Fraud Comes in Many Forms
Fraud can be a criminal act that is physically and/or financially harmful to an innocent victim (i.e., "Hard Fraud"), but more often it takes shape as inflated claims, exaggerated injuries, and misreporting of assets (i.e., "Soft Fraud").
Dependent on the nature, location, and severity of the crime, a person convicted of fraud may face:
- Community service
- Fines and Restitution
What is Hard Fraud?
Hard Fraud is acting to deliberately defraud an insurer. It can be as simple as a faked slip and fall, or as dangerous as arson or an intentional auto collision. Hard fraud schemes are often used by organized crime groups to defraud substantial sums from insurance providers and their customers. Examples of Hard Fraud include:
- Staged Auto Accident: Through planning and coordination with other criminals, one driver forces another into a collision. Planted witnesses tell police that the victim was at fault.
- Planned Vehicle Theft: A vehicle owner has a partner steal his car, bike, or boat, then sell it, destroy it, or strip it for parts.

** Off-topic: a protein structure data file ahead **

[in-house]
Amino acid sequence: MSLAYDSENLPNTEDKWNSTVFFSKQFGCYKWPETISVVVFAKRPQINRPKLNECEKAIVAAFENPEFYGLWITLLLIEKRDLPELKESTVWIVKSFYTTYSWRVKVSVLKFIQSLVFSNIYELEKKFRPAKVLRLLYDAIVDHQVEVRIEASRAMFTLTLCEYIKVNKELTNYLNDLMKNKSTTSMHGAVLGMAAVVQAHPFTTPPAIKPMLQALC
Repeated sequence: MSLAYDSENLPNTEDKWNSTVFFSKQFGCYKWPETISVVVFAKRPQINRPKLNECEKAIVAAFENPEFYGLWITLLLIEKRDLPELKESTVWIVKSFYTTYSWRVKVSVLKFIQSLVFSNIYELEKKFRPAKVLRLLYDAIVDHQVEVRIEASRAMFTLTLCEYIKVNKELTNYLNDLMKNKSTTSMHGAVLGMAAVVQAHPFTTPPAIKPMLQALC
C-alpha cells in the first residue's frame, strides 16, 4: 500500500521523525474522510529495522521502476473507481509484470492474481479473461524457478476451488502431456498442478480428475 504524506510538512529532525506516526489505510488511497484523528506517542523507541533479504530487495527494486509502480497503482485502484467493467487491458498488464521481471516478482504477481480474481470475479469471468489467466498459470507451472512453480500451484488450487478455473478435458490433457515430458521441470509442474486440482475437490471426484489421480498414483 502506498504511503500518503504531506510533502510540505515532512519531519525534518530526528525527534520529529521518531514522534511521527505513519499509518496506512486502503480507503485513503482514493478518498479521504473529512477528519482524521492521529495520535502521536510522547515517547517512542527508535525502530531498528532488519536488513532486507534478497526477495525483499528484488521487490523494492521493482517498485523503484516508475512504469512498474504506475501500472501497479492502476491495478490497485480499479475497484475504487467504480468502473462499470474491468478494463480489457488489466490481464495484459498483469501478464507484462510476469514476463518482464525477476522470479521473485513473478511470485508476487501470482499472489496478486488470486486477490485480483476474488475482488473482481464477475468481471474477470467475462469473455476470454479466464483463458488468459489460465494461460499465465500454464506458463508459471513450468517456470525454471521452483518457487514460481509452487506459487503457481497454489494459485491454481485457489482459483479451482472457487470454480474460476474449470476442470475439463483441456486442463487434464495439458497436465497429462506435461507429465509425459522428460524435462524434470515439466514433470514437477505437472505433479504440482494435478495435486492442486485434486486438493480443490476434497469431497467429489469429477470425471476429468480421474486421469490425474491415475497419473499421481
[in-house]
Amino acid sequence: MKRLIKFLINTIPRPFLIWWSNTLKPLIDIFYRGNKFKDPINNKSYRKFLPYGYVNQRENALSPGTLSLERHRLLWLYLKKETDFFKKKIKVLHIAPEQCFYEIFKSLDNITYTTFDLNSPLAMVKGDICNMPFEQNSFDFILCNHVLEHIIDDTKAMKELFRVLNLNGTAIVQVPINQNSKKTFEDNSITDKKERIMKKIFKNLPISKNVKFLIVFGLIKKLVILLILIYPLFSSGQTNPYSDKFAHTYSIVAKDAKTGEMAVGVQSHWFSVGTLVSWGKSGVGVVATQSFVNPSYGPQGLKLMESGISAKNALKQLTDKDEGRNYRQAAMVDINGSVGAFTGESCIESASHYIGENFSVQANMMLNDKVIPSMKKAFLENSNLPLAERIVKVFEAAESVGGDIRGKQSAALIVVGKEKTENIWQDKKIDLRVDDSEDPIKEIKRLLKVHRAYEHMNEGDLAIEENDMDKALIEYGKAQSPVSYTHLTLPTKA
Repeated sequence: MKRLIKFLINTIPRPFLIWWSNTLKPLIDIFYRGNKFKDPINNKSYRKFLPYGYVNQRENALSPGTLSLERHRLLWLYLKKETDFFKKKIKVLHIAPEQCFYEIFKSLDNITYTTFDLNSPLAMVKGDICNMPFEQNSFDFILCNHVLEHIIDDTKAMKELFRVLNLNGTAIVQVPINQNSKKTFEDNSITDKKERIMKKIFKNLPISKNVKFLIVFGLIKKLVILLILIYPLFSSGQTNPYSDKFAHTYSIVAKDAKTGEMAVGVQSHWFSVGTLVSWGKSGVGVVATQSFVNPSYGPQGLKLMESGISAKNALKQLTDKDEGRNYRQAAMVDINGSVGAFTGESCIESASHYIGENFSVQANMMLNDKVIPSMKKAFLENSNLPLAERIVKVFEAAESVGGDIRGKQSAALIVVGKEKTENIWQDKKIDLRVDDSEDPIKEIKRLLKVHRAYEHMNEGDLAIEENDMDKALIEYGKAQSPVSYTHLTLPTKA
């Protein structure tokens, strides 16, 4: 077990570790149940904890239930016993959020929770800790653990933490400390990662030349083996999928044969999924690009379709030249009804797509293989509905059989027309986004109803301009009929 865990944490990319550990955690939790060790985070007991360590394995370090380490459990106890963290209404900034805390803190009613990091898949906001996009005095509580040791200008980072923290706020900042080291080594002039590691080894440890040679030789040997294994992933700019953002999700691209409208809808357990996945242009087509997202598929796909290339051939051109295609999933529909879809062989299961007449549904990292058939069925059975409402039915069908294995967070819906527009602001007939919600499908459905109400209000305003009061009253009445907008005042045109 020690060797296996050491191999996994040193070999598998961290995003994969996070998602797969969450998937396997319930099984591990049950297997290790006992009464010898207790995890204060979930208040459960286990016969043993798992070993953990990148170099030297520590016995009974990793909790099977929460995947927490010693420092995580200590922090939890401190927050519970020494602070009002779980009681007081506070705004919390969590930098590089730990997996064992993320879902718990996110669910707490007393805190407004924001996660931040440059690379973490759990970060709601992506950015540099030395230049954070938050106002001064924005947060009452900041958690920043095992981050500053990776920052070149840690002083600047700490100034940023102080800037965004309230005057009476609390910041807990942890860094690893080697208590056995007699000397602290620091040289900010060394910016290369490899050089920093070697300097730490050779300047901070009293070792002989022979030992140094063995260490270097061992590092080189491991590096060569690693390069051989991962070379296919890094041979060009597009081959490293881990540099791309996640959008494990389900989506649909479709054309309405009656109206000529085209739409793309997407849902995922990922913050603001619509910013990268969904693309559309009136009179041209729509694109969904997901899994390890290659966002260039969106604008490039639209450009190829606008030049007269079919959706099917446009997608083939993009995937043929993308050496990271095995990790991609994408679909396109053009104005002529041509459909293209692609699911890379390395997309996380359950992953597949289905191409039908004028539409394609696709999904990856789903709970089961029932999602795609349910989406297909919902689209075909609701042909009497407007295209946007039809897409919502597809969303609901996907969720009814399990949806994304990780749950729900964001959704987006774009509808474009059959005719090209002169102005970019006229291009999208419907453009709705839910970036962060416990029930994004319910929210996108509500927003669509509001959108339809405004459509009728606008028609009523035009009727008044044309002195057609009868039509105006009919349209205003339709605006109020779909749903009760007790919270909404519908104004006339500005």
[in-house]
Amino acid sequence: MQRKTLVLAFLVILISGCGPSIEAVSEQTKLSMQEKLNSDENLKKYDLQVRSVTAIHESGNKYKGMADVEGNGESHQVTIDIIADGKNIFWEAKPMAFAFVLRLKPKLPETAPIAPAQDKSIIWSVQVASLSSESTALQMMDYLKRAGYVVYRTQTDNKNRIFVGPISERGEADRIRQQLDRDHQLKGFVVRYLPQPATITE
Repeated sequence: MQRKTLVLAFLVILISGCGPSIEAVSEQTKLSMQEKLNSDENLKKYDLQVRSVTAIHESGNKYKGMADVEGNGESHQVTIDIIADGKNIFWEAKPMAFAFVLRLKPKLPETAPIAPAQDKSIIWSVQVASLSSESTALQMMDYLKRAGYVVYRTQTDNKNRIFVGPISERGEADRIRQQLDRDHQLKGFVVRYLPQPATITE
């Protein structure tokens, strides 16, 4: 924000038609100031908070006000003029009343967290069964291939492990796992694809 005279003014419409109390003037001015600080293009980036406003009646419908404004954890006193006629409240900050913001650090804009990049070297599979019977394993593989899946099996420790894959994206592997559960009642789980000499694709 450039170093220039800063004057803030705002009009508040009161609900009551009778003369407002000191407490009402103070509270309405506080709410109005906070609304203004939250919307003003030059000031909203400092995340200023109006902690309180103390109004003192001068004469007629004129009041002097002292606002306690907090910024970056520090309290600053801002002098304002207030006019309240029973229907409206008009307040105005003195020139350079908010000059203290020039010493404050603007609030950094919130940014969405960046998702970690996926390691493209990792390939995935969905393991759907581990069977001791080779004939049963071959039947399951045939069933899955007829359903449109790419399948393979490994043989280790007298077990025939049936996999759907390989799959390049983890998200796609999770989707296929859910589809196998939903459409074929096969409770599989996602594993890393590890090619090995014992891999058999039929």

- Staged Home Robbery: A homeowner arranges to have his home 'robbed' while he is out of town. In reality, his property was moved to a storage facility until the insurance claim is approved.
- Double Billing and Phantom Patients: Certain unscrupulous health care providers have billed private insurers and Medicare for procedures that never took place, or patients who never existed.
Insurance Fraud is On The Rise in America
Since 2007, fraudulent insurance claims in America have increased year-over-year in virtually every category. States and cities with no-fault laws and Personal Injury Protection (PIP) are particularly prone to auto insurance fraud because accident claims must be paid out regardless of who is at fault, opening the door to opportunist criminal claims and organized hard fraud schemes.
Insurance fraud is classified as a crime in almost every state. Most states have established fraud bureaus to fight it. Despite these facts, the National Insurance Crime Bureau reports a 23 percent rise in questionable insurance claims from 2008 to 2010.